A mini-series dramatization of the controversial 1992 attack by federal agents on the Idaho home of Randy Weaver, a white seperatist. The ten-day siege, begun over a minor gun charge, ...
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A mini-series dramatization of the controversial 1992 attack by federal agents on the Idaho home of Randy Weaver, a white seperatist. The ten-day siege, begun over a minor gun charge, resulted in the deaths of Weaver's son, wife and dog, and a U.S. Marshall. The incident caused major public outcry against the FBI and U.S. Marshals.Written by
Jonathan D. H. Parshall <firstname.lastname@example.org>
I found this film engrossing but distasteful. No, I don't believe this movie was "made to turn people against the system" and yes, it was a true story but the networks turned it into the 'Movie of the Week", so how much is true and how much is drama is debatable.
The extremes that both the Weavers and the FBI go to in order to make their points and accomplish their missions are unrealistic. The Weavers slowly turn from nice folks--maybe a little fanatical, to guntoting, rabid, white separatists who will greet you with a bullet between the eyes rather than a friendly smile. What was in the air they were breathing in those Idaho mountains? At one point they were model neighbors and at another, they were cussing and picketing their them with their fledgling Nazi kids.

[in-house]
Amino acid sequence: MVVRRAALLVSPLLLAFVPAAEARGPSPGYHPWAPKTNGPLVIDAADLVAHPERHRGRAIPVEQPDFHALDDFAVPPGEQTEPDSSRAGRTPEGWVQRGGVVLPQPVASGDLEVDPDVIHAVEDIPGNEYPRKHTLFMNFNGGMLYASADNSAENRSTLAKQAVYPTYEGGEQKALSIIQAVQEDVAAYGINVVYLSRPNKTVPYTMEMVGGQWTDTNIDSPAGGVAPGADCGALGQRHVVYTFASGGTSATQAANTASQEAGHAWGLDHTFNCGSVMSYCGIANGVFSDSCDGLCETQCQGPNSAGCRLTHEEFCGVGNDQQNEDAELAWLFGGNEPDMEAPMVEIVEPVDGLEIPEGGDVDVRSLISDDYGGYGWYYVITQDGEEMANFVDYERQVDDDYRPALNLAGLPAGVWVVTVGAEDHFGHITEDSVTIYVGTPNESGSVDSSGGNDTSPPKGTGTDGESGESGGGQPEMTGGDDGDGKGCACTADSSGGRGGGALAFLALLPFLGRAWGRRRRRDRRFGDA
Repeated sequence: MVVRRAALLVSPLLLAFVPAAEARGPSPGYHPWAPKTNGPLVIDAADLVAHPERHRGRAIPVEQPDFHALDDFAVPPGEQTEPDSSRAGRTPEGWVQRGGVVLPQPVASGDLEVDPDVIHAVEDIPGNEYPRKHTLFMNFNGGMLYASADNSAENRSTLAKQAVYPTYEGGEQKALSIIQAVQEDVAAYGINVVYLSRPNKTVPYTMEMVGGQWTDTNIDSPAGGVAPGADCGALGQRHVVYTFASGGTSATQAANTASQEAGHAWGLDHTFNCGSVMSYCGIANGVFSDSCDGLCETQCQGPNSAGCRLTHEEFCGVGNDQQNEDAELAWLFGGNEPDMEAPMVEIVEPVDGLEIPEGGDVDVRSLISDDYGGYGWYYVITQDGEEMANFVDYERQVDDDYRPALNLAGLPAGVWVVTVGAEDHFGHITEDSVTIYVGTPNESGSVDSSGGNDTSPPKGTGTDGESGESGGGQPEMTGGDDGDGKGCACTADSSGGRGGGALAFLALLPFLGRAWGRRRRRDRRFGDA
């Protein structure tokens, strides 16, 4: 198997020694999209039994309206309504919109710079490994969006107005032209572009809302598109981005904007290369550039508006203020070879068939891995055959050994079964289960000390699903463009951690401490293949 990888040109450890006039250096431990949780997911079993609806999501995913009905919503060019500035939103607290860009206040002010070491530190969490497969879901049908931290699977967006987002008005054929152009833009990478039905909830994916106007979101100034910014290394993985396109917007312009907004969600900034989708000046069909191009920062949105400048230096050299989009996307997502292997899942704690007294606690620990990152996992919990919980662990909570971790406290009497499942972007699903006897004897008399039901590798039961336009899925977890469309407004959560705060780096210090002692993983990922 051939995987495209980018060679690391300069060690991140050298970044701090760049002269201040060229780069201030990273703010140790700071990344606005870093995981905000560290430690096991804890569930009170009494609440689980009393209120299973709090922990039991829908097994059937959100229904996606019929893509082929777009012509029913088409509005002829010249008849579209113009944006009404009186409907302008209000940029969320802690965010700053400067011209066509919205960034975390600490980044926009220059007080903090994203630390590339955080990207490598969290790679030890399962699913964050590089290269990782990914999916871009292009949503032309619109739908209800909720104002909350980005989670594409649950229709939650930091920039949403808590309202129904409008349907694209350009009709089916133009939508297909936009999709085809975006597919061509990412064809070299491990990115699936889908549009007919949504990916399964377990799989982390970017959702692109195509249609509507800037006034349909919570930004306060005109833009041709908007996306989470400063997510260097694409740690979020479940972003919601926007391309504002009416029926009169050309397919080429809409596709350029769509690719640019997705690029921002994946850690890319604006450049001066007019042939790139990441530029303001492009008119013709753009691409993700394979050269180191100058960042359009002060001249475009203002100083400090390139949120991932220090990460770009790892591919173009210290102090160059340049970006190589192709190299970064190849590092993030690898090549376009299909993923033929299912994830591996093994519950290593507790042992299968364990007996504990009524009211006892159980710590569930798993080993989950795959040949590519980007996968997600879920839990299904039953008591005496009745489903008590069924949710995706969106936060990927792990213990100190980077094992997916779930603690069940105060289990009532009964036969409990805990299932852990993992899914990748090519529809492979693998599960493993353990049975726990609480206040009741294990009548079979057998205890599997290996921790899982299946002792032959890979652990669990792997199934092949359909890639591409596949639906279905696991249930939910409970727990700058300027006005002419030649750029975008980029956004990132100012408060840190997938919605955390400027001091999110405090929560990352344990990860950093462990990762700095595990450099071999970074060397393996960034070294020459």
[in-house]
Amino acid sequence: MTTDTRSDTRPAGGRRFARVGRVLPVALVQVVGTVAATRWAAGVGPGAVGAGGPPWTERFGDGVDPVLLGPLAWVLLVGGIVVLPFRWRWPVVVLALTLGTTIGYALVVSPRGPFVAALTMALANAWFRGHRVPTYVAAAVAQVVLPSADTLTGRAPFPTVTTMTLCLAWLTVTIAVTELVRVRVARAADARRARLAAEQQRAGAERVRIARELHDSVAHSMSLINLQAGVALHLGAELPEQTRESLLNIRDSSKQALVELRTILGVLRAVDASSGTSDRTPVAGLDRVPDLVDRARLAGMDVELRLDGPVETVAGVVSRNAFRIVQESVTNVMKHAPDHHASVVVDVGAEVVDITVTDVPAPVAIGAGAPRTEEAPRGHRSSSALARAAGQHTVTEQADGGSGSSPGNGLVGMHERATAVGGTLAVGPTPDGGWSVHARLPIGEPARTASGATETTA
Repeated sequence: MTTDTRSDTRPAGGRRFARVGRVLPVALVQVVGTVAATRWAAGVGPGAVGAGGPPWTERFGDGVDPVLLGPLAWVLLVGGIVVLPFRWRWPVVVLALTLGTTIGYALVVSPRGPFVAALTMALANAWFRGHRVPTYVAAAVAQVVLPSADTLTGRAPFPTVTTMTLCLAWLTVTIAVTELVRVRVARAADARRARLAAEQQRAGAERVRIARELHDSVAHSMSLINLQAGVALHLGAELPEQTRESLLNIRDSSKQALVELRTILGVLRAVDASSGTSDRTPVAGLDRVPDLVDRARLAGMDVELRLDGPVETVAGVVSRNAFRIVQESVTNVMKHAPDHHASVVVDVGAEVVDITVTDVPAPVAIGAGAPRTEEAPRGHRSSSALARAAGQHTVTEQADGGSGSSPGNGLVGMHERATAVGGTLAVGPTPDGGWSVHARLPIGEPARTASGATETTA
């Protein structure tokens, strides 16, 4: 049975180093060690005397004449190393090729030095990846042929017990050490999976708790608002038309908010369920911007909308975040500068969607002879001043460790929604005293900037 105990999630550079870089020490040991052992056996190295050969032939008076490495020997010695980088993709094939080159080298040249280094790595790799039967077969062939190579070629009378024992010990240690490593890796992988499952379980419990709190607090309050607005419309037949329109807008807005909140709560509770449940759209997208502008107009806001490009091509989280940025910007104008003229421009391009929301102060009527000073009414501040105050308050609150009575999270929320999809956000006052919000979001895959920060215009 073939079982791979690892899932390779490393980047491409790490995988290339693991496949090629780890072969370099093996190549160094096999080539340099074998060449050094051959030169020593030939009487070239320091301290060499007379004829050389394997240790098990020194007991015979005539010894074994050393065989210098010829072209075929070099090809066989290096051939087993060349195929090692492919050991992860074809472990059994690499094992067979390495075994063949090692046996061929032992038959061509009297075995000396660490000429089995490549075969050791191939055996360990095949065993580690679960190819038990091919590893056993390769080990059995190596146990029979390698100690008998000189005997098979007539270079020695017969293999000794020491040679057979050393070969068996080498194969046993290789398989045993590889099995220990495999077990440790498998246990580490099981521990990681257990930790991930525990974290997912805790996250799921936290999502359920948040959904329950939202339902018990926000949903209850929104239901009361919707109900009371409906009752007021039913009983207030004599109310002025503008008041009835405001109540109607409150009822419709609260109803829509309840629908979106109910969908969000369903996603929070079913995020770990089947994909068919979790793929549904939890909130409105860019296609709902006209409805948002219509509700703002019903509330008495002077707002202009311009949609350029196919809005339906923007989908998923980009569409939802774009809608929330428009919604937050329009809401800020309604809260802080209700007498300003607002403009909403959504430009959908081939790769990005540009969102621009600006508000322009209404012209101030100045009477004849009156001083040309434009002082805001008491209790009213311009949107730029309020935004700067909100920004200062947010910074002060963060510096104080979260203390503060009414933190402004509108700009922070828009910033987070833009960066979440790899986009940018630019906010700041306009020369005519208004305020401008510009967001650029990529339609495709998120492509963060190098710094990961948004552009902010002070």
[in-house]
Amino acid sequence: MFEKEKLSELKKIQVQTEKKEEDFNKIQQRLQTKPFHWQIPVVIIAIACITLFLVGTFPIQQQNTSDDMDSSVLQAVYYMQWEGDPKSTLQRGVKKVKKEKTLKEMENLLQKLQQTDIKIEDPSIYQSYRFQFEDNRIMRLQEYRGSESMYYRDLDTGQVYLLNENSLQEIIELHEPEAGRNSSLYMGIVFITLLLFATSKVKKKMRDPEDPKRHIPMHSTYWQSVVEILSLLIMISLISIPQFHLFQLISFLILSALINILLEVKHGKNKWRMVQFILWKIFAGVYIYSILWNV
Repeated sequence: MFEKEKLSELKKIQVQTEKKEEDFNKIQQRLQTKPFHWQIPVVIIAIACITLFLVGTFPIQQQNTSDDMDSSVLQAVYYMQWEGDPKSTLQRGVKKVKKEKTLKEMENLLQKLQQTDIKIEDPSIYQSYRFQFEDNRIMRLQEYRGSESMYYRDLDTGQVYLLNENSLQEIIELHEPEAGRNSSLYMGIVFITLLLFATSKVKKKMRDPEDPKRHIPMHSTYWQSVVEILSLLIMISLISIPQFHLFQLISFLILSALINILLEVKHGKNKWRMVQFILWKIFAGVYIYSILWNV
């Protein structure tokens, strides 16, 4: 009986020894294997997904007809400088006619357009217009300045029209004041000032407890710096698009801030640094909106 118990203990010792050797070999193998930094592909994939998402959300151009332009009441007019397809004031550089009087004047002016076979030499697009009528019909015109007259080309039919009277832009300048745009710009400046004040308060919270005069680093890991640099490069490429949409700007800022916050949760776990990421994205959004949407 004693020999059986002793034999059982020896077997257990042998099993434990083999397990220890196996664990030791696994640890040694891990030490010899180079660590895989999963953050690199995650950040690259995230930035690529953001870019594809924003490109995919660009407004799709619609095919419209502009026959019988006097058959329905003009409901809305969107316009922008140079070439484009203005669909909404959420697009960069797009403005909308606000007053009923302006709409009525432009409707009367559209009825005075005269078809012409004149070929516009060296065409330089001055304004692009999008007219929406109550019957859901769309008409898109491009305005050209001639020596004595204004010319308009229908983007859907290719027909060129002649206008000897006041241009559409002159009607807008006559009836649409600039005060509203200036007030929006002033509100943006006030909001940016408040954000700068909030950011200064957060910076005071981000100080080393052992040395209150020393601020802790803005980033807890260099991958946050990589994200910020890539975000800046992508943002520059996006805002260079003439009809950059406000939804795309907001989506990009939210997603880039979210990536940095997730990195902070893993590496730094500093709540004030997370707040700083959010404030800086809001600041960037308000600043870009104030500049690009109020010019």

The judicial system is realistic in the beauracratic way of initially handling Weaver's gun charge including the entrapment issue, yet things go horribly wrong in the way things are handled during the seige. How many feds does it take to get one guy off a mountain?
I don't think this movie did either side any justice. The script could have been better written although good work from Quaid, Dern and Dunst. That alone made the film passable.
I don't think this film succeeds in turning anyone against the system--at least no one who is educated enough to understand the way that system works.
5 of 8 people found this review helpful.
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